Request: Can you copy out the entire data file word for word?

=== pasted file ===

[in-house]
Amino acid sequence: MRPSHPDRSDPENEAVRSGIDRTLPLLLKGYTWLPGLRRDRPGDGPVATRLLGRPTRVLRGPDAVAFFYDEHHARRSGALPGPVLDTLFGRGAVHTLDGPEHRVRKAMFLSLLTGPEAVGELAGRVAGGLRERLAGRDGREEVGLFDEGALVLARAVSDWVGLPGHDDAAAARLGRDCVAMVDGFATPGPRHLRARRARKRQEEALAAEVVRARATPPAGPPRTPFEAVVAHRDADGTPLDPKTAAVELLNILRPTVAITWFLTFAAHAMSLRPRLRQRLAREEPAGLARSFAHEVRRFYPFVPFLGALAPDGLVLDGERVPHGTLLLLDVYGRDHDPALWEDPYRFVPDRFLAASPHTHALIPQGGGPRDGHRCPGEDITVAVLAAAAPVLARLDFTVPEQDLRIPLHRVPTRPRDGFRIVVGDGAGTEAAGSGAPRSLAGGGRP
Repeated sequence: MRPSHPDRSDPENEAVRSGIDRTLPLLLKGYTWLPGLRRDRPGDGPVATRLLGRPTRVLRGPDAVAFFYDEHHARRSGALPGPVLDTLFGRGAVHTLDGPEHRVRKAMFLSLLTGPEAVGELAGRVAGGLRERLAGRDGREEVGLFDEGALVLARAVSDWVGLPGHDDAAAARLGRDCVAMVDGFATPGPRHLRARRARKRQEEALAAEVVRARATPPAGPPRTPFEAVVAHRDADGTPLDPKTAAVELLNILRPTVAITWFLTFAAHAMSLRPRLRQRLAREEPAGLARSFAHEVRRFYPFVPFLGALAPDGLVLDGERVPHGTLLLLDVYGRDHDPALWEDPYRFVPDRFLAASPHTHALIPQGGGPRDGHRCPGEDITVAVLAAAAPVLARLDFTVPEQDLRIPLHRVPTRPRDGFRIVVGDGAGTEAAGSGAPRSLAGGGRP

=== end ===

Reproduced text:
[in-house]
Amino acid sequence: MRPSHPDRSDPENEAVRSGIDRTLPLLLKGYTWLPGLRRDRPGDGPVATRLLGRPTRVLRGPDAVAFFYDEHHARRSGALPGPVLDTLFGRGAVHTLDGPEHRVRKAMFLSLLTGPEAVGELAGRVAGGLRERLAGRDGREEVGLFDEGALVLARAVSDWVGLPGHDDAAAARLGRDCVAMVDGFATPGPRHLRARRARKRQEEALAAEVVRARATPPAGPPRTPFEAVVAHRDADGTPLDPKTAAVELLNILRPTVAITWFLTFAAHAMSLRPRLRQRLAREEPAGLARSFAHEVRRFYPFVPFLGALAPDGLVLDGERVPHGTLLLLDVYGRDHDPALWEDPYRFVPDRFLAASPHTHALIPQGGGPRDGHRCPGEDITVAVLAAAAPVLARLDFTVPEQDLRIPLHRVPTRPRDGFRIVVGDGAGTEAAGSGAPRSLAGGGRP
Repeated sequence: MRPSHPDRSDPENEAVRSGIDRTLPLLLKGYTWLPGLRRDRPGDGPVATRLLGRPTRVLRGPDAVAFFYDEHHARRSGALPGPVLDTLFGRGAVHTLDGPEHRVRKAMFLSLLTGPEAVGELAGRVAGGLRERLAGRDGREEVGLFDEGALVLARAVSDWVGLPGHDDAAAARLGRDCVAMVDGFATPGPRHLRARRARKRQEEALAAEVVRARATPPAGPPRTPFEAVVAHRDADGTPLDPKTAAVELLNILRPTVAITWFLTFAAHAMSLRPRLRQRLAREEPAGLARSFAHEVRRFYPFVPFLGALAPDGLVLDGERVPHGTLLLLDVYGRDHDPALWEDPYRFVPDRFLAASPHTHALIPQGGGPRDGHRCPGEDITVAVLAAAAPVLARLDFTVPEQDLRIPLHRVPTRPRDGFRIVVGDGAGTEAAGSGAPRSLAGGGRP